In Choosing A Leader, what remains one of the best books published on British leadership contests (although I appreciate this is a niche market), Len Stark argued that the procedures parties used when selecting their leaders rarely made much of a difference. With a handful of exceptions, he demonstrated that the same candidate would have won, no matter how the party went about making its choice. Parties chose candidates who will unite them, he argued, after which what mattered was who was most electorally appealing or most competent – and they did that regardless of the rulebook.
Yet there were exceptions, not all of them inconsequential. Stark’s book was published in 1994, and even then the outliers included the 1975 contest from which Margaret Thatcher had emerged victorious. A more recent list of exceptions would also have to include Jeremy Corbyn’s victory in 2015.
Stark’s argument almost certainly applies to the changes reported to be contemplated by the 1922 committee in order to reduce the number of people now putting themselves forward to be Tory leader. Earlier in the week we were up to for enough for a football team; we’re now beginning to populate the subs bench too – at 12 candidates. The 1922 are said to be thinking of raising the number of nominations required from the current two – a proposer and a seconder – to ten or so. Thresholds like this could matter, but in this case while it might winnow out some of the less popular candidates, anyone who can’t get ten people to nominate them isn’t likely to be in with much of a chance of winning in the first place. It may not even especially speed things up. After the first round of results are announced, the rules require the bottom-placed candidate to drop out, but in such a crowded field there would anyway be considerable pressure on other poorly-performing candidates to drop out to expedite the process. These changes will almost certainly be of very marginal consequence.
Stark also showed that leadership contests tend to boost parties’ poll standings, which given current Conservative polling and equally dire actual electoral performances won’t be sniffed at. Look at the two most recent occasions when the Conservatives have changed leader while in government. In 2016 the very last poll carried out before Theresa May became party leader had the Conservatives a mere one percentage point ahead of Labour; the very first poll published after she entered Number 10 put them ten points ahead. In 1990 the arrival of John Major in Number 10 took the party from trailing in the polls to the lead. One poll in early November 1990 had Labour more than 20 points ahead; on 28 November, after Major had become Prime Minister, a Harris poll gave the Conservatives a double-digit lead.
There may be a similar poll boost this time – from such a low base, it would be worrying for the party if there was not – but there are good reasons to think it will not be comparable in scale. The problem this time is that while the personnel (and accompanying tone) may change, the policy challenge will not. Major, for example, came in promising to review the poll tax, and while this was not an easy task, it was achievable. He also enjoyed a comfortable majority in the Commons, which enabled him to move swiftly to implement the change; May’s successor faces a problem of much larger magnitude and has no such freedom of manoeuvre.
Worse, the leadership campaign may serve to close down what very limited room for manoeuvre exists. You can, if you like, believe that the only thing preventing the EU giving us a different/better exit deal is that Theresa May was just not stern enough with them, and that when presented with a true believer, someone who is prepared to play hard ball, the EU will crumble where previously they have been unyielding. Perhaps the threat of a no deal Brexit, if the new Prime Minister looks like they really mean it, will make the EU change their minds, despite the fact they have explicitly said they will not. I doubt it, but you may be right. In which case, there is an easy way out of this. The new PM and the EU agree a new deal, sans backstop presumably, which Conservative MPs and the DUP can support and it’s all over by 31 October. But if this isn’t what transpires, what then?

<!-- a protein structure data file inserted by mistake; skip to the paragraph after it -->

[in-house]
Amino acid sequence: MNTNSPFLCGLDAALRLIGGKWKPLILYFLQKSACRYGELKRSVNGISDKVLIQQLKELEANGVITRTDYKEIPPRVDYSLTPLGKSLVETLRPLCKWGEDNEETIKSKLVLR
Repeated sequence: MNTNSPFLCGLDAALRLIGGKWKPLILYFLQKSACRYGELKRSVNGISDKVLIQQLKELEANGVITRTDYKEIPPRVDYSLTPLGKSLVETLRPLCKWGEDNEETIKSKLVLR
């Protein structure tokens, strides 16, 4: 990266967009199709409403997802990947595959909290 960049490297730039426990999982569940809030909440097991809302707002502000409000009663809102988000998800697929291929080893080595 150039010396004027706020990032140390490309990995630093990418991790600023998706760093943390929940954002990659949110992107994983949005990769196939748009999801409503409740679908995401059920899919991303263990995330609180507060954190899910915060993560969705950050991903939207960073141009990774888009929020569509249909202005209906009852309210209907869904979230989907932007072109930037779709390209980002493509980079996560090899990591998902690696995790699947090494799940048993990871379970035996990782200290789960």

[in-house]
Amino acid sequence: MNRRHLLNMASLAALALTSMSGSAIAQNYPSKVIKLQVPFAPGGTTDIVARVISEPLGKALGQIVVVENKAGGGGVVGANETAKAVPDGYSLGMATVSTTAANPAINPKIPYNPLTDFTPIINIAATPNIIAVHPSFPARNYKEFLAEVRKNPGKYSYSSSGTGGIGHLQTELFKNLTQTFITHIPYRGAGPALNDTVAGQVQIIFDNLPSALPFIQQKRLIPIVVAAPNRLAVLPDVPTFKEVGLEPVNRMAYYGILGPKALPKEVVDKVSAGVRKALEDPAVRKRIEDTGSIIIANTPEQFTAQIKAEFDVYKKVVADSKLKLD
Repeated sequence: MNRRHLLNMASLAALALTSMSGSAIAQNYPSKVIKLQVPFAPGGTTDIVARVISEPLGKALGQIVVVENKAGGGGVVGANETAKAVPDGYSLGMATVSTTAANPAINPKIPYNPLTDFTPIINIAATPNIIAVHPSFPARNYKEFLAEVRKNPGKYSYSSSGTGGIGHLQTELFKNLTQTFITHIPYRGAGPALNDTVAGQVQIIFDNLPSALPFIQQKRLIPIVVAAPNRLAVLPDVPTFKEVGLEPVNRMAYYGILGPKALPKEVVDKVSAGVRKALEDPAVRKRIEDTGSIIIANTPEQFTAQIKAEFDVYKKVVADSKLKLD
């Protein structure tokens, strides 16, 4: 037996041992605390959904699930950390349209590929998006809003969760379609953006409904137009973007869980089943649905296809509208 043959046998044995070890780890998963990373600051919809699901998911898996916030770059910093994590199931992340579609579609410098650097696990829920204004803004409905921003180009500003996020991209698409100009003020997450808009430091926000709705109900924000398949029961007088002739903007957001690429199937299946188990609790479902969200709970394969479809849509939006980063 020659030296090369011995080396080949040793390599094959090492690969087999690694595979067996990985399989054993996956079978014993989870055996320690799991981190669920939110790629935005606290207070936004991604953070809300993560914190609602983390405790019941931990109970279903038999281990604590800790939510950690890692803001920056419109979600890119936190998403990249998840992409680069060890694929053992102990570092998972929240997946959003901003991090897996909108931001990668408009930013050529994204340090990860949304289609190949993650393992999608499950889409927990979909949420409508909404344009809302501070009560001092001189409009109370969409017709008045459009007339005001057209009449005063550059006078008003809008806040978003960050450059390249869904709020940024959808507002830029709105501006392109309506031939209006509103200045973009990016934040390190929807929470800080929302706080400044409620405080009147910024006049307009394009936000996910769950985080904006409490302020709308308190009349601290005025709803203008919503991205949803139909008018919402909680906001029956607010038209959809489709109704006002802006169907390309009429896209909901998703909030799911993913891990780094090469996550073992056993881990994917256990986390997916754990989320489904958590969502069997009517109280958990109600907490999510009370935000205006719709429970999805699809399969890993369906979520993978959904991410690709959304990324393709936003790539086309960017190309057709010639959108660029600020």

There is the option of no deal by default – but given the parliamentary arithmetic it looks as if the Commons might block that. The IfG briefing, which is often cited as saying parliament can no longer prevent no deal, in fact says parliament will find it difficult to do so unless the Speaker chooses to be creative in how he interprets convention and procedure. On such matters John ‘Highly Creative’ Bercow has form, has already made it clear where he stands, and besides the same briefing points out that one option that may prevent No Deal is for a handful of renegade Remainer MPs to bring down their own government. Other options out of the impasse might involve a referendum or an election or yet another delay (although the last might only be granted if it involved either a referendum or an election). None of this is easy or straight forward, and could go badly wrong – but these options would at least involve movement.
Yet with clear majorities of Conservative grassroots members being in favour of No Deal and against a referendum, the pressure on leading candidates to rule these out will become massive, at least for those who get through to the members stage of the contest. Ditto for the pledge to have left by 31 October, which is ambitious (to say the least), yet which several candidates have already taken as a hard deadline. In every hustings, candidates will be asked about this – and asked to rule them out. It may well be that the key thing to come out of this contest isn’t the person elected – but the way in which, whoever they are, the process of the election contest constrains their future options.